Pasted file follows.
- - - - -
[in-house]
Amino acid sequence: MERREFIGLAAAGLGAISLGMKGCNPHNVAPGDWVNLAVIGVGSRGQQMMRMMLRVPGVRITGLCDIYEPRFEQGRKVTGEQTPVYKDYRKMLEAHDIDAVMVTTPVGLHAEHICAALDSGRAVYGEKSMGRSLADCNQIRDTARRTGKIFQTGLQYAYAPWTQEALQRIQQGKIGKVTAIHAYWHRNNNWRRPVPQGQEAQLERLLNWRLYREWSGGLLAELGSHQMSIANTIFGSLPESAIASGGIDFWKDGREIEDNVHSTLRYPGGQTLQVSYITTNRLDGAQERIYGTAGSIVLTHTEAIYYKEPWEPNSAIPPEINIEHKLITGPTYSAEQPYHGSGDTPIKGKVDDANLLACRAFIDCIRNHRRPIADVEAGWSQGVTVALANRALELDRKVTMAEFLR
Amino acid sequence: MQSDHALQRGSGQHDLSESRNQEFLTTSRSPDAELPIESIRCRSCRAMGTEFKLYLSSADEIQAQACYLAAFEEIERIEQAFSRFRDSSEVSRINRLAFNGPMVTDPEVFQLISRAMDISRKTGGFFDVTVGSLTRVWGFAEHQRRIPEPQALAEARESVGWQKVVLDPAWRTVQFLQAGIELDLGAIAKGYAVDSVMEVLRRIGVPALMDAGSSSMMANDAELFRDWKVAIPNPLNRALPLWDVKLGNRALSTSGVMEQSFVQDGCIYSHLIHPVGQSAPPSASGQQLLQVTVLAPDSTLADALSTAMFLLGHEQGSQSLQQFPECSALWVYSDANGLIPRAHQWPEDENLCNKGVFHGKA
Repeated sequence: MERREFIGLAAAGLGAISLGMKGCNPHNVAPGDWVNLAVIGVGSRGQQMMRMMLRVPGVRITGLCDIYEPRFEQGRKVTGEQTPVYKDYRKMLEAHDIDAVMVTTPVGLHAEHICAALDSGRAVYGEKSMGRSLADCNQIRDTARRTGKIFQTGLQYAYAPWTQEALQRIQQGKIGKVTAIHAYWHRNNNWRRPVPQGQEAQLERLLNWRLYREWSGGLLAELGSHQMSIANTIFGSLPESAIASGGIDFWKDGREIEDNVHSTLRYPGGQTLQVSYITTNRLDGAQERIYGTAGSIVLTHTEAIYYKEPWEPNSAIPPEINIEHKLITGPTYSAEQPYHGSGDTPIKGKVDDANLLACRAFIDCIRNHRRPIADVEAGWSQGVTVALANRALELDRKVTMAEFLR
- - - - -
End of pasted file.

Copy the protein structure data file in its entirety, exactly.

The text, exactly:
[in-house]
Amino acid sequence: MERREFIGLAAAGLGAISLGMKGCNPHNVAPGDWVNLAVIGVGSRGQQMMRMMLRVPGVRITGLCDIYEPRFEQGRKVTGEQTPVYKDYRKMLEAHDIDAVMVTTPVGLHAEHICAALDSGRAVYGEKSMGRSLADCNQIRDTARRTGKIFQTGLQYAYAPWTQEALQRIQQGKIGKVTAIHAYWHRNNNWRRPVPQGQEAQLERLLNWRLYREWSGGLLAELGSHQMSIANTIFGSLPESAIASGGIDFWKDGREIEDNVHSTLRYPGGQTLQVSYITTNRLDGAQERIYGTAGSIVLTHTEAIYYKEPWEPNSAIPPEINIEHKLITGPTYSAEQPYHGSGDTPIKGKVDDANLLACRAFIDCIRNHRRPIADVEAGWSQGVTVALANRALELDRKVTMAEFLR
Amino acid sequence: MQSDHALQRGSGQHDLSESRNQEFLTTSRSPDAELPIESIRCRSCRAMGTEFKLYLSSADEIQAQACYLAAFEEIERIEQAFSRFRDSSEVSRINRLAFNGPMVTDPEVFQLISRAMDISRKTGGFFDVTVGSLTRVWGFAEHQRRIPEPQALAEARESVGWQKVVLDPAWRTVQFLQAGIELDLGAIAKGYAVDSVMEVLRRIGVPALMDAGSSSMMANDAELFRDWKVAIPNPLNRALPLWDVKLGNRALSTSGVMEQSFVQDGCIYSHLIHPVGQSAPPSASGQQLLQVTVLAPDSTLADALSTAMFLLGHEQGSQSLQQFPECSALWVYSDANGLIPRAHQWPEDENLCNKGVFHGKA
Repeated sequence: MERREFIGLAAAGLGAISLGMKGCNPHNVAPGDWVNLAVIGVGSRGQQMMRMMLRVPGVRITGLCDIYEPRFEQGRKVTGEQTPVYKDYRKMLEAHDIDAVMVTTPVGLHAEHICAALDSGRAVYGEKSMGRSLADCNQIRDTARRTGKIFQTGLQYAYAPWTQEALQRIQQGKIGKVTAIHAYWHRNNNWRRPVPQGQEAQLERLLNWRLYREWSGGLLAELGSHQMSIANTIFGSLPESAIASGGIDFWKDGREIEDNVHSTLRYPGGQTLQVSYITTNRLDGAQERIYGTAGSIVLTHTEAIYYKEPWEPNSAIPPEINIEHKLITGPTYSAEQPYHGSGDTPIKGKVDDANLLACRAFIDCIRNHRRPIADVEAGWSQGVTVALANRALELDRKVTMAEFLR